The presence of calcium and magnesium ions (hardness) and carbonate and bicarbonate ions (alkalinity) in raw water is objectionable for many purposes, and in many systems that utilize water. It, therefore, is considered desirable and often necessary, to subject raw water containing such ions to softening and/or dealkalizing treatment prior to its use.
Perhaps the most common and least tolerable chemical impurities in raw water are the hardness-producing ions, namely, calcium and magnesium. They are responsible for the tenacious scale which deposits and builds up in boilers, pipes, condenser jackets, circulating systems, cooking utensils, and other equipment contacted by hot water. The presence of calcium and magnesium salts also adversely affects the taste of many food products, particularly canned foods. It long has been known that hard water causes scaling in household appliances and that it produces a curd in the presence of common soaps before a lather can be created, thus soiling kitchen utensils. This curd also imparts a somewhat grayish appearance to laundry in addition to being wasteful in the use of soap.
Perhaps the greatest objection to alkalinity in raw water comes from the operators of steam boilers. Under the influence of heat, bicarbonate and carbonate ions decompose to yield carbon dioxide which thereupon reacts with water to form carbonic acid that in turn, reacts with and corrodes steel and other ferrous alloys. In addition, the corrosion product, ferrous bicarbonate, deposits in and eventually fouls water lines.
There are other objections to alkalinity in raw water. For example, a high bicarbonate content often causes ice (e.g. in ice cubes frozen from alkaline raw water) to be cloudy and brittle. Bottled beverages and other food products prepared with the use of alkaline raw water tend to have their acidic contents neutralized by alkaline water thereby to become flat and tasteless.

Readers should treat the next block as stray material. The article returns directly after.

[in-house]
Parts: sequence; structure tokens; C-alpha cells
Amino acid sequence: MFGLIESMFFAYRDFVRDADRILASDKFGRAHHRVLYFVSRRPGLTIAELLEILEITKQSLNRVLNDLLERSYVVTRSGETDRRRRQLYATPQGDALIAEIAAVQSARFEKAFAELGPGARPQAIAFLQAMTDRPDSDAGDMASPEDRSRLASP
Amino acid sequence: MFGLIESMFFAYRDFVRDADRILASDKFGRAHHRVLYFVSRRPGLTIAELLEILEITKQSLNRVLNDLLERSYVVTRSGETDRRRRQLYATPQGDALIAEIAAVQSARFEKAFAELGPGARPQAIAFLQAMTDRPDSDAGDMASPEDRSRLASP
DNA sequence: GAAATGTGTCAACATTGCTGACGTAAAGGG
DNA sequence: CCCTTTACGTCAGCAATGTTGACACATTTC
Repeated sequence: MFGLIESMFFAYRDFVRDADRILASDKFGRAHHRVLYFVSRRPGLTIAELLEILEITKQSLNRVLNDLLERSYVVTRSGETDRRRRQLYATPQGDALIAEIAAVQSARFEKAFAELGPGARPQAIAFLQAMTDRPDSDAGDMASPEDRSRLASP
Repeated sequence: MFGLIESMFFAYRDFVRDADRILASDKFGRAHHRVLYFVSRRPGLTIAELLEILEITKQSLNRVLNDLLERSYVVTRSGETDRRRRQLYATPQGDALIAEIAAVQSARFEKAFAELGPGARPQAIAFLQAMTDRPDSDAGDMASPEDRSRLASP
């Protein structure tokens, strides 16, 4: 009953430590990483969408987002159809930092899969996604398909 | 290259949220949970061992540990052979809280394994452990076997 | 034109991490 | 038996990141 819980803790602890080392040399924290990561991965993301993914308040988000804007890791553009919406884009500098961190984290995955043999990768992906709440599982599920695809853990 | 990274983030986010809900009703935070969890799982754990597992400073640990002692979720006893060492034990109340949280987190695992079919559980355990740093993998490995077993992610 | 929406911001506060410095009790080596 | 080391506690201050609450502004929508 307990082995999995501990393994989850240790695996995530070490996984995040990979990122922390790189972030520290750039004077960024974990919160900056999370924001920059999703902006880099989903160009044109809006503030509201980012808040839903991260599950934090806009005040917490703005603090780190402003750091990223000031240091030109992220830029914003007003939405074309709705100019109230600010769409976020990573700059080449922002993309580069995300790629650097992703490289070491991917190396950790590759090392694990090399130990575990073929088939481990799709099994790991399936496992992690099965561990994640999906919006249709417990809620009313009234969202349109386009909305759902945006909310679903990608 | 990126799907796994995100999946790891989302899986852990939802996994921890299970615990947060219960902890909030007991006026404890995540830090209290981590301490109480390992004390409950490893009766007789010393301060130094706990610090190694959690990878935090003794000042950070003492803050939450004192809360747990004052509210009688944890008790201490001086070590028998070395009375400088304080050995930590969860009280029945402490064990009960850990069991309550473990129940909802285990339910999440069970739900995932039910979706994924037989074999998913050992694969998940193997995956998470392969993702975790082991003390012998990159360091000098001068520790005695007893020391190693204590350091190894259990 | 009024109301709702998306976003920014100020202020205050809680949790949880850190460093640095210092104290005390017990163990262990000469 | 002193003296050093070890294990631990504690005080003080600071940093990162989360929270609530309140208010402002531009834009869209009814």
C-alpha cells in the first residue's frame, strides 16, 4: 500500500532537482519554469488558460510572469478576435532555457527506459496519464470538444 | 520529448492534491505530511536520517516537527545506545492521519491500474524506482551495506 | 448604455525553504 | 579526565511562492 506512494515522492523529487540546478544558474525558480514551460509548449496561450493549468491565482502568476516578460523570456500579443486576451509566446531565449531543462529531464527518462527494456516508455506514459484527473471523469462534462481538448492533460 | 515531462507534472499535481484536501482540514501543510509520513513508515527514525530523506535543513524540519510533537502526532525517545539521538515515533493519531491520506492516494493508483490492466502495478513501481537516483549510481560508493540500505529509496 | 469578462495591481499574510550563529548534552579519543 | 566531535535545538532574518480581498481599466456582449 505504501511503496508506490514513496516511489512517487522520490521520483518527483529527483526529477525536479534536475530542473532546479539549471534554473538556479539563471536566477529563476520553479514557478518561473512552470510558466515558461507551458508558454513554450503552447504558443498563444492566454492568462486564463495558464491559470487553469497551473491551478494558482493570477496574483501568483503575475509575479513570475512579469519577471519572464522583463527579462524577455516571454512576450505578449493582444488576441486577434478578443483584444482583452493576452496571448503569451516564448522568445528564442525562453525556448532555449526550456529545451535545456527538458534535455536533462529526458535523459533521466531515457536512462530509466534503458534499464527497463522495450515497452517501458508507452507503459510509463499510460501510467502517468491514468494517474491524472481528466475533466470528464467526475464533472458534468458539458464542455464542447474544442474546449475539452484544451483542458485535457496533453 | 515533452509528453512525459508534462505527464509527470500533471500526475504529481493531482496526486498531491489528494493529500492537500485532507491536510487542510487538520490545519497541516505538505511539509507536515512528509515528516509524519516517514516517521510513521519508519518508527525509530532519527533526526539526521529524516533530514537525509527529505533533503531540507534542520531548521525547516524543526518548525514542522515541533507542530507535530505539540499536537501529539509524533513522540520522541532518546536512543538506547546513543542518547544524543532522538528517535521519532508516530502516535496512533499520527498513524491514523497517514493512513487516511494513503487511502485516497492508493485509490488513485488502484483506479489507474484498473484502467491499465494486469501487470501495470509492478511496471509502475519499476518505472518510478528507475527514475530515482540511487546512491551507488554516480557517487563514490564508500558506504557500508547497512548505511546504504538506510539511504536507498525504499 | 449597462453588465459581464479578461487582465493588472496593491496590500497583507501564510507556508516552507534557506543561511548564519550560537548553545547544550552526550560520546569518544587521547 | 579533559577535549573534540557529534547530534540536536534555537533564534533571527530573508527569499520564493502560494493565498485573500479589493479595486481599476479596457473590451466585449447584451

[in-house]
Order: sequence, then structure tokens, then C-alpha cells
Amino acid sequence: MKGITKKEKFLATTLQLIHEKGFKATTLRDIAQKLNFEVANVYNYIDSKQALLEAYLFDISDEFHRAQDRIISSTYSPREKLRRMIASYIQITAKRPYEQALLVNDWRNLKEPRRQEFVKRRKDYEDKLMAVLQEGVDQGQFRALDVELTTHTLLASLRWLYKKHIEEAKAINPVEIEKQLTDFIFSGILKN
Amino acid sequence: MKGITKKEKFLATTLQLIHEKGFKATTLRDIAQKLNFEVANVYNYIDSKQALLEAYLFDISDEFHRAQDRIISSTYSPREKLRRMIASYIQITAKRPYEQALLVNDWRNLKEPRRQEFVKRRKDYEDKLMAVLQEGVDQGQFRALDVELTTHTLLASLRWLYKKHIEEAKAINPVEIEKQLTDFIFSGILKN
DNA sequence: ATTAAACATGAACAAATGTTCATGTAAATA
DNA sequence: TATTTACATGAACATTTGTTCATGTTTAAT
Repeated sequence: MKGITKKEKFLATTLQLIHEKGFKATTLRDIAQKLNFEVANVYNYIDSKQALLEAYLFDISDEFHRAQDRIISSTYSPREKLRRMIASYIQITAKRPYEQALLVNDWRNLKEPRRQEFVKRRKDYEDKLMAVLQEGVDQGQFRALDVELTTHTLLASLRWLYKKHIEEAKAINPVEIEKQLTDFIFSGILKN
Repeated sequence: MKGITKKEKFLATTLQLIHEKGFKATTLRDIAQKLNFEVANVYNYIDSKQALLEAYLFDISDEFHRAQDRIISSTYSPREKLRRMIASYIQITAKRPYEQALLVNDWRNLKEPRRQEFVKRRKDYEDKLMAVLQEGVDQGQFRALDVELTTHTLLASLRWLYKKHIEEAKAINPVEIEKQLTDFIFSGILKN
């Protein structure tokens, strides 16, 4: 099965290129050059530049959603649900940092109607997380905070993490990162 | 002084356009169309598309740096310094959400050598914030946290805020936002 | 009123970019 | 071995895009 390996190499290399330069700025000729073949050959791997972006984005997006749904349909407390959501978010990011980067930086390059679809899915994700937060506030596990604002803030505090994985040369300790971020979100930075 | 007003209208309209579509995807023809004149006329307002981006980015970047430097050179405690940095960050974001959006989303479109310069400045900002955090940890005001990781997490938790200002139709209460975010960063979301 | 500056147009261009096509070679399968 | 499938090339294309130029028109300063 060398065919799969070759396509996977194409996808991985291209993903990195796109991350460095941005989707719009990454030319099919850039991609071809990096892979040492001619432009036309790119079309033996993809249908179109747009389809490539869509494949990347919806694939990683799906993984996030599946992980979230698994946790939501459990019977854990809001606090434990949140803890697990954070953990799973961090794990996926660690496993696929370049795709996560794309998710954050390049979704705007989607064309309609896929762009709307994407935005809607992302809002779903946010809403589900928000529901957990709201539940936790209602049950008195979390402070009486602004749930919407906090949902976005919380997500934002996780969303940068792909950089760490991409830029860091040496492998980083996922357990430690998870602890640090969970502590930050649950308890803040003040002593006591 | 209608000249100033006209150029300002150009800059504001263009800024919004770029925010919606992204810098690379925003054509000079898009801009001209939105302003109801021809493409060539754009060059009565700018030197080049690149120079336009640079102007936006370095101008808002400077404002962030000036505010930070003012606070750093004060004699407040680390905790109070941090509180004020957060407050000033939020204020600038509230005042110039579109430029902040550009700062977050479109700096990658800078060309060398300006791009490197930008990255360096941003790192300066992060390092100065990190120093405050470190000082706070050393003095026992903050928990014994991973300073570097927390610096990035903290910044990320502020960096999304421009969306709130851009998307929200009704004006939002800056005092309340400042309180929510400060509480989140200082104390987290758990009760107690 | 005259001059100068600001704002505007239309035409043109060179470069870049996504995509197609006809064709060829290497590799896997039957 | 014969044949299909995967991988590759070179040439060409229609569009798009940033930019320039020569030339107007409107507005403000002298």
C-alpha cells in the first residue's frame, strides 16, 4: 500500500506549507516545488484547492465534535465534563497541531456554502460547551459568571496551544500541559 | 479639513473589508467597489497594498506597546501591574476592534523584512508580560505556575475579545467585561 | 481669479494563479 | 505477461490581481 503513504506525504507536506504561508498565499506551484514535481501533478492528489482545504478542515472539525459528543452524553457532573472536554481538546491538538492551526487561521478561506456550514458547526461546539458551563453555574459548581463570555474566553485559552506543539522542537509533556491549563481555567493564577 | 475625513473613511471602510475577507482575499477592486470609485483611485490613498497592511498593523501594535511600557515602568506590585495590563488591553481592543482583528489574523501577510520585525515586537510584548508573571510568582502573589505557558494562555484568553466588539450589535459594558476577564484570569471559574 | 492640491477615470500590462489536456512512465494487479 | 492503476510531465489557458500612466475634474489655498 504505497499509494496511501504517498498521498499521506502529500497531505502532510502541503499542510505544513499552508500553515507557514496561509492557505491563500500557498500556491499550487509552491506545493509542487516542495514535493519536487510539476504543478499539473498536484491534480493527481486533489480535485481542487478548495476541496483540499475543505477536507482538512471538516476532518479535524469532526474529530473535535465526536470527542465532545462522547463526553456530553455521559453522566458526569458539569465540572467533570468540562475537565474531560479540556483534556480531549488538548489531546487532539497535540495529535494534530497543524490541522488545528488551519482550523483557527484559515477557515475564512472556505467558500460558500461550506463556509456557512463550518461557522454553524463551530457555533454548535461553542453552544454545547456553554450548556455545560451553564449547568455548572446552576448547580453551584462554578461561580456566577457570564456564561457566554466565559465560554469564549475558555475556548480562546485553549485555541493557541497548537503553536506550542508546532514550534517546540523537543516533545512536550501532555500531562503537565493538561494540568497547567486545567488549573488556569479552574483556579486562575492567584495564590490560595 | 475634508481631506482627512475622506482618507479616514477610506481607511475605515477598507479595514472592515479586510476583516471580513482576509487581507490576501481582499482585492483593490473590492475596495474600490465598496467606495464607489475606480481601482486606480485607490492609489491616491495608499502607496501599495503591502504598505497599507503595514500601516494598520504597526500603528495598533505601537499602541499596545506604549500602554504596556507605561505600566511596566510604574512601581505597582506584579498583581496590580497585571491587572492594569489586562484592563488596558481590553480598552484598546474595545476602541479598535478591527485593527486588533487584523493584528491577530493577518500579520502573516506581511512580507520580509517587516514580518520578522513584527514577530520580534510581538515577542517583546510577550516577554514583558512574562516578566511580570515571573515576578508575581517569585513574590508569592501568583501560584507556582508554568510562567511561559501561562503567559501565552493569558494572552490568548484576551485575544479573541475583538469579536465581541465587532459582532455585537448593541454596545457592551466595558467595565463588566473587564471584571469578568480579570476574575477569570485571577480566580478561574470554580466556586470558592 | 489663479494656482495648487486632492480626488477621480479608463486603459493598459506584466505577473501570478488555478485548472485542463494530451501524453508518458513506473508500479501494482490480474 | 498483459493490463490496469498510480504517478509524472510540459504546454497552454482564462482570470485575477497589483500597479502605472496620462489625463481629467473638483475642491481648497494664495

One of the standard methods of treating boiler makeup water is by the hot-lime precipitation process. In the treatment of water by hot-lime-soda, the most common hot precipitation method, lime and soda ash are added to the raw water supply. The lime reacts with the calcium bicarbonate and soluble magnesium salts present in the raw water, precipitating insoluble calcium carbonate and magnesium hydroxide. The function of the soda ash, which is generally added in excess of the stoichiometric amount, is to precipitate the soluble calcium salts as insoluble carbonates. This method, while reasonably effective, has always possessed certain disadvantages. Thus, large space is required for equipment, and elaborate chemical feed controls must be maintained to meter lime and soda ash to the system. Moreover, both lime and soda ash are relatively expensive.
A well known and very effective method for removing hardness and/or alkalinity from raw water supplies is the ion exchange process, which relies on the replacement of calcium and magnesium ions in raw water by an equivalent number of sodium ions. Hard raw water is passed through a column of a sodium form of a cation exchange resin in which the objectionable calcium and magnesium ions are replaced by non-objectionable sodium ions. When the capacity of the resin for adsorbing calcium and magnesium ions in such manner is exhausted, the column is regenerated with a salt (sodium chloride) solution.
In the case of alkaline raw water, i.e. water containing carbonate and bicarbonate ions, it may be desirable to remove such alkalinity. Again, this can be done by ion exchange. A known chloride-anion exchange process relies on replacing the alkalinity in the water with chloride ions, using a strongly basic anion exchange resin in the chloride form. When the capacity of the resin to function has been exhausted, regeneration of the resin to the chloride form is necessary. This is done by passing a solution of salt (sodium chloride) through the resin column.